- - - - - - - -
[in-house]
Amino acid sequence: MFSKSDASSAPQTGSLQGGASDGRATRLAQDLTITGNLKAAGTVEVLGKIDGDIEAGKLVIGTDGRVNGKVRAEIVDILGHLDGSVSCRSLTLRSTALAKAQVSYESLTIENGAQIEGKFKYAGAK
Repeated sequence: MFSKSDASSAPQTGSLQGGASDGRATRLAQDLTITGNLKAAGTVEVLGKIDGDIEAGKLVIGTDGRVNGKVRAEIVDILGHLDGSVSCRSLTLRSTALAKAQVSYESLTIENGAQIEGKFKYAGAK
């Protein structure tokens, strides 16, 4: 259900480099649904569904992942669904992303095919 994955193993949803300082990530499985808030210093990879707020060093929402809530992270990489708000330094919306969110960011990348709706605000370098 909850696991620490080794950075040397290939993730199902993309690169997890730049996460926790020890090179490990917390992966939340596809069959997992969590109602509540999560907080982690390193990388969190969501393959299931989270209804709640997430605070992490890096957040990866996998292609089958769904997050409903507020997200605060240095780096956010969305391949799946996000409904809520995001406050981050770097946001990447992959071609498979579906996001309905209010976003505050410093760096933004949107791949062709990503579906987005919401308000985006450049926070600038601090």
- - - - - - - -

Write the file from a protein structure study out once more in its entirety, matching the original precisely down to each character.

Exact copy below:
[in-house]
Amino acid sequence: MFSKSDASSAPQTGSLQGGASDGRATRLAQDLTITGNLKAAGTVEVLGKIDGDIEAGKLVIGTDGRVNGKVRAEIVDILGHLDGSVSCRSLTLRSTALAKAQVSYESLTIENGAQIEGKFKYAGAK
Repeated sequence: MFSKSDASSAPQTGSLQGGASDGRATRLAQDLTITGNLKAAGTVEVLGKIDGDIEAGKLVIGTDGRVNGKVRAEIVDILGHLDGSVSCRSLTLRSTALAKAQVSYESLTIENGAQIEGKFKYAGAK
């Protein structure tokens, strides 16, 4: 259900480099649904569904992942669904992303095919 994955193993949803300082990530499985808030210093990879707020060093929402809530992270990489708000330094919306969110960011990348709706605000370098 909850696991620490080794950075040397290939993730199902993309690169997890730049996460926790020890090179490990917390992966939340596809069959997992969590109602509540999560907080982690390193990388969190969501393959299931989270209804709640997430605070992490890096957040990866996998292609089958769904997050409903507020997200605060240095780096956010969305391949799946996000409904809520995001406050981050770097946001990447992959071609498979579906996001309905209010976003505050410093760096933004949107791949062709990503579906987005919401308000985006450049926070600038601090």